The full consultation response can be viewed here.
Commenting on ABPI’s consultation response, Paul Catchpole, Value and Access Director at the Association of the British Pharmaceutical Industry, ABPI, said:
“We are pleased to have the opportunity to submit a response to NICE’s VBA consultation, and we acknowledge the potential it brings to allow NICE to use a broader definition of value in order to reflect more fully the value that medicines bring to patients and society.
“Whilst the proposals set out in the consultation document provide a starting point, we are still far from the finish line. VBA is an opportunity for NICE to support the stated goals of improved adoption and diffusion of innovative medicines in the NHS, and ensure that NHS patients are amongst the first in the world to benefit from advances in medicine. If we are going to achieve more for patients, then a more radical reform of NICE methods and processes will be needed than is currently proposed in this consultation. We would like to see NICE approve more new innovative medicines in the context of the PPRS agreement to maximise benefits for patients and commissioners. A new mandate from government may be needed to achieve this. We do not want to see a situation where fewer new innovative medicines are being approved for NHS patients.
We need to see a new appraisal process that:
Is fit-for-purpose and responsive to the new medicines that are being developed by the pharmaceutical industry: The shape of the industry pipeline is changing dramatically and VBA needs to be able to appropriately and comprehensively value the new medicines that are being produced as a result of the changing pharmaceutical research and development model and the wide array of different types of new treatments which are already starting to become available.1
Embraces the opportunity to progress a more ambitious set of proposals for VBA: The new Pharmaceutical Price Regulation Scheme (PPRS) sees the pharmaceutical industry underwriting growth in the UK branded medicines bill over agreed levels for the next five years from 2014 – 2018. This includes explicit opportunities for NICE to adopt a more “pro-innovation” perspective in its decision making processes for technology appraisals of new medicines; rebalancing its approach to dealing with reasonable uncertainty in the evidence base for new medicines so that more NHS patients can benefit.
Does not make patients worse off than they were before: For example, the consultation proposes that existing end of life (EoL) criteria will be excluded from the NICE Methods Guide. Uncertainty regarding the way all the factors highlighted in the consultation will be aggregated raises concerns over the possibility that exclusion of the EoL criteria could result in a lower acceptance rate of life-extending, EoL treatments. This is unacceptable to the pharmaceutical industry and will, no doubt, be unacceptable to patients.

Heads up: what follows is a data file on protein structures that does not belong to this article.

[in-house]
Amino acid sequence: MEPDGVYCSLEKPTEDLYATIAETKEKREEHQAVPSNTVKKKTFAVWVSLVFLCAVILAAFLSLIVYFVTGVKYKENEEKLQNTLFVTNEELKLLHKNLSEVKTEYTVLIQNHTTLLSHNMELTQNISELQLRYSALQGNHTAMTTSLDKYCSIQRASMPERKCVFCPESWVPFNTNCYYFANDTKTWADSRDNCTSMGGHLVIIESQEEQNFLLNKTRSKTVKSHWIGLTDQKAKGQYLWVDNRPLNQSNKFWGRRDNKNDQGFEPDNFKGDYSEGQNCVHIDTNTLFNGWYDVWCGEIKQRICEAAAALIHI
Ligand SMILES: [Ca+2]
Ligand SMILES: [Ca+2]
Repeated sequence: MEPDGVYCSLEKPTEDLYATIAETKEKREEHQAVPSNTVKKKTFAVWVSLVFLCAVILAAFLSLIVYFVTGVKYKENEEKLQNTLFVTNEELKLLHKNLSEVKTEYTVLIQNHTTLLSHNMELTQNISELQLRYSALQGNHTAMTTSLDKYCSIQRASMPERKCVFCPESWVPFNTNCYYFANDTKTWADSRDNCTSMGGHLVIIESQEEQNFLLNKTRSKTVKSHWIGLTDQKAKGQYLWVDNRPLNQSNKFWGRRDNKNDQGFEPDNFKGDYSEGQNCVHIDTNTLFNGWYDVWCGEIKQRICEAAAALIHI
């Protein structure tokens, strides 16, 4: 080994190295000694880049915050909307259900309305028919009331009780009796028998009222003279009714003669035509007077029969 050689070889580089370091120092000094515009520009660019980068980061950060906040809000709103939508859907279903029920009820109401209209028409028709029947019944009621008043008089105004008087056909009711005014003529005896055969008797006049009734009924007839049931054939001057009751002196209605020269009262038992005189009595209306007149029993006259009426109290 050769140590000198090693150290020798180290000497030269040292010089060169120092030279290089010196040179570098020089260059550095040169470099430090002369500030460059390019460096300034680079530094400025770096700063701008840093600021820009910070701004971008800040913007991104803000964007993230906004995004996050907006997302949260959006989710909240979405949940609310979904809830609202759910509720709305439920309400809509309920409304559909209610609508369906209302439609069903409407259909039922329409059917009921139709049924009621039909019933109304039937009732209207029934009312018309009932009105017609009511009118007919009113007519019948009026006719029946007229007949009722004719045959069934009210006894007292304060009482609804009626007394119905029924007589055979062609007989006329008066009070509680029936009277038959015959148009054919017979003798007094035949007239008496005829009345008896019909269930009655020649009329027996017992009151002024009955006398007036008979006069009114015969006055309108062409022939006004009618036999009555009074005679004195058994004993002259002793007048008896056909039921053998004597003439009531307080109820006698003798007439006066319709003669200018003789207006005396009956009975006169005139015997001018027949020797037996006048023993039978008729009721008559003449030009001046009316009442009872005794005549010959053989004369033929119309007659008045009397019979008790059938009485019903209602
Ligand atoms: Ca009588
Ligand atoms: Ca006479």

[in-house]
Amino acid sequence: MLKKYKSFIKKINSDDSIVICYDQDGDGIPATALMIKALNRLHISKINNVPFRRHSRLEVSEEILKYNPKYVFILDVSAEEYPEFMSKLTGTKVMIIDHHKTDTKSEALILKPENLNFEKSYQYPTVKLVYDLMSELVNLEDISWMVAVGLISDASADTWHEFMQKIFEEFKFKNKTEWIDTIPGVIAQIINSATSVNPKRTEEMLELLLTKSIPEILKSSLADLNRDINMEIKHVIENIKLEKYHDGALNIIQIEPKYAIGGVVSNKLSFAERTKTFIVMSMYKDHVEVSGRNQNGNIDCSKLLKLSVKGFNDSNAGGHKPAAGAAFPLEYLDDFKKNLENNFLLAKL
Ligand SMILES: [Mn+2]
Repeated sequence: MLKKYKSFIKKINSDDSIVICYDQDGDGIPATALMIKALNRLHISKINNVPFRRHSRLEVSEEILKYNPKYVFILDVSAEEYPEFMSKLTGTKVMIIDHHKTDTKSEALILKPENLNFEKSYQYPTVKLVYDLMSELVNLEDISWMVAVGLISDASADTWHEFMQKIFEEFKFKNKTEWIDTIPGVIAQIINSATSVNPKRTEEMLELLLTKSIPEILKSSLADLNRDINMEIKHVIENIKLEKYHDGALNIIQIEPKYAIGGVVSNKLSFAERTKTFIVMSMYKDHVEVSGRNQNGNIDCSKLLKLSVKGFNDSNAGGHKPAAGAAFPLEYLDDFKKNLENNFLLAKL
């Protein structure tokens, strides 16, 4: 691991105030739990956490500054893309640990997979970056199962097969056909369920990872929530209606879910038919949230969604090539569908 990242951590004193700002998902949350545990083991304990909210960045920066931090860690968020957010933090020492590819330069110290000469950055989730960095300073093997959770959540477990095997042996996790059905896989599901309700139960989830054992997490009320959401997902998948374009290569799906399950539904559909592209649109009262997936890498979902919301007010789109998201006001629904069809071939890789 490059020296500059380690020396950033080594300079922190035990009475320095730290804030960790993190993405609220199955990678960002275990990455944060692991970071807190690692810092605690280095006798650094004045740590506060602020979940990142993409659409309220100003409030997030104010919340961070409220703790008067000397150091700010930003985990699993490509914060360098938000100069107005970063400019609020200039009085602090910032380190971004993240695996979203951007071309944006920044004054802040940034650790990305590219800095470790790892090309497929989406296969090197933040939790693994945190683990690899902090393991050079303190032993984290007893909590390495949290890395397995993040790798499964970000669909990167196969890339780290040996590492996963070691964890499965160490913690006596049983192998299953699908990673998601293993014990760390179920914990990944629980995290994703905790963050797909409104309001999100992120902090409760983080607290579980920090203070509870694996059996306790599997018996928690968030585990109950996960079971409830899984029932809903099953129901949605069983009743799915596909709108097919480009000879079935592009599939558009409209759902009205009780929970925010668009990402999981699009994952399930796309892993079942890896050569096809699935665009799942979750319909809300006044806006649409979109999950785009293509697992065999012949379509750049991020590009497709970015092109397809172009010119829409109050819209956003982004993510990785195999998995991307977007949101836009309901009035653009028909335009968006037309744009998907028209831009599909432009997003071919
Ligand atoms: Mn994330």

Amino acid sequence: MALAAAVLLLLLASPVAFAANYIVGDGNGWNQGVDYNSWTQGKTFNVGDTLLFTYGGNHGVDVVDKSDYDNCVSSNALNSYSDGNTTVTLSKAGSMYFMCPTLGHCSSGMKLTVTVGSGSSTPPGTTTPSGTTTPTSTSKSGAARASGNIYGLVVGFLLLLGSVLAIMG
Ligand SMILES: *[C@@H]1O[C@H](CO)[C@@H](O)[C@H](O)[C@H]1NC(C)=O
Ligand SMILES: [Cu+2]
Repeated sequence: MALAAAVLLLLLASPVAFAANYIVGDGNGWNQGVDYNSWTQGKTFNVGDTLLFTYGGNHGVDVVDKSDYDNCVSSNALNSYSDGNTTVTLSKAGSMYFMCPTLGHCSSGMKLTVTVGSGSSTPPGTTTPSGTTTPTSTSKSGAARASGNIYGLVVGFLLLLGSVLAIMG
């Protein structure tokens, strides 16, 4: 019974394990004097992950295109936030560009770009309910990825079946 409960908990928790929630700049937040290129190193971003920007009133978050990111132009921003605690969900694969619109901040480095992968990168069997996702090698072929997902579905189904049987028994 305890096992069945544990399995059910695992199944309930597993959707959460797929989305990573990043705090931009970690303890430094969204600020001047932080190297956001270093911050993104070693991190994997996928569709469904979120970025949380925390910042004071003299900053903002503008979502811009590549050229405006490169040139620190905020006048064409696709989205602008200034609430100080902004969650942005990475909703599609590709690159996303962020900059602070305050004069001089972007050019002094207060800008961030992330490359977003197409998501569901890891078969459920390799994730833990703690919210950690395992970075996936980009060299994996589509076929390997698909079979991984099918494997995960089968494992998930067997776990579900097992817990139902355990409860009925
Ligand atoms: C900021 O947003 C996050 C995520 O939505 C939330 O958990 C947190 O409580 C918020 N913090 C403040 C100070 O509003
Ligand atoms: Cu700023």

Provides clear framework to Appraisal Committees: An explicit decision making framework document should be provided to Appraisal Committees, after being reviewed and agreed by stakeholders to ensure consistency of approach across different Committees, to provide a greater degree of predictability and ensure that all relevant elements of value are considered. This should include allowing Appraisal Committees to approve medicines for use beyond any fixed upper threshold limit or to review specific additional evidence when this is deemed appropriate.
“In order to achieve these ambitions, there needs to be further engagement with the pharmaceutical industry and other key stakeholders before the methods for VBA are finalised and once there is more clarity from NICE on how VBA will work. Furthermore, once VBA is in place there should be a review of the arrangements once they have been applied in an agreed number of technology appraisals or after a defined period of time. The ABPI stands ready to work with the Government and NICE to support the progression of revised methods to VBA through further transparent and open dialogue.”
Notes to editor
1Increasingly, the new innovative medicines being developed by the industry are intended to treat smaller numbers of patients for rare diseases or indeed common diseases which are now often seen as a collection of rare diseases. 60% of over 5,600 active products in the global industry research pipeline are specialty medicines with oncology having the greatest number of medicines in the pipeline (IMS R&D Lifecycle database).
About the ABPI
The ABPI represents innovative research-based biopharmaceutical companies, large, medium and small, leading an exciting new era of biosciences in the UK.
Our industry, a major contributor to the economy of the UK, brings life-saving and life-enhancing medicines to patients. Our members supply 90 per cent of all medicines used by the NHS, and are researching and developing over two-thirds of the current medicines pipeline, ensuring that the UK remains at the forefront of helping patients prevent and overcome diseases.
The ABPI is recognised by government as the industry body negotiating on behalf of the branded pharmaceutical industry, for statutory consultation requirements including the pricing scheme for medicines in the UK.
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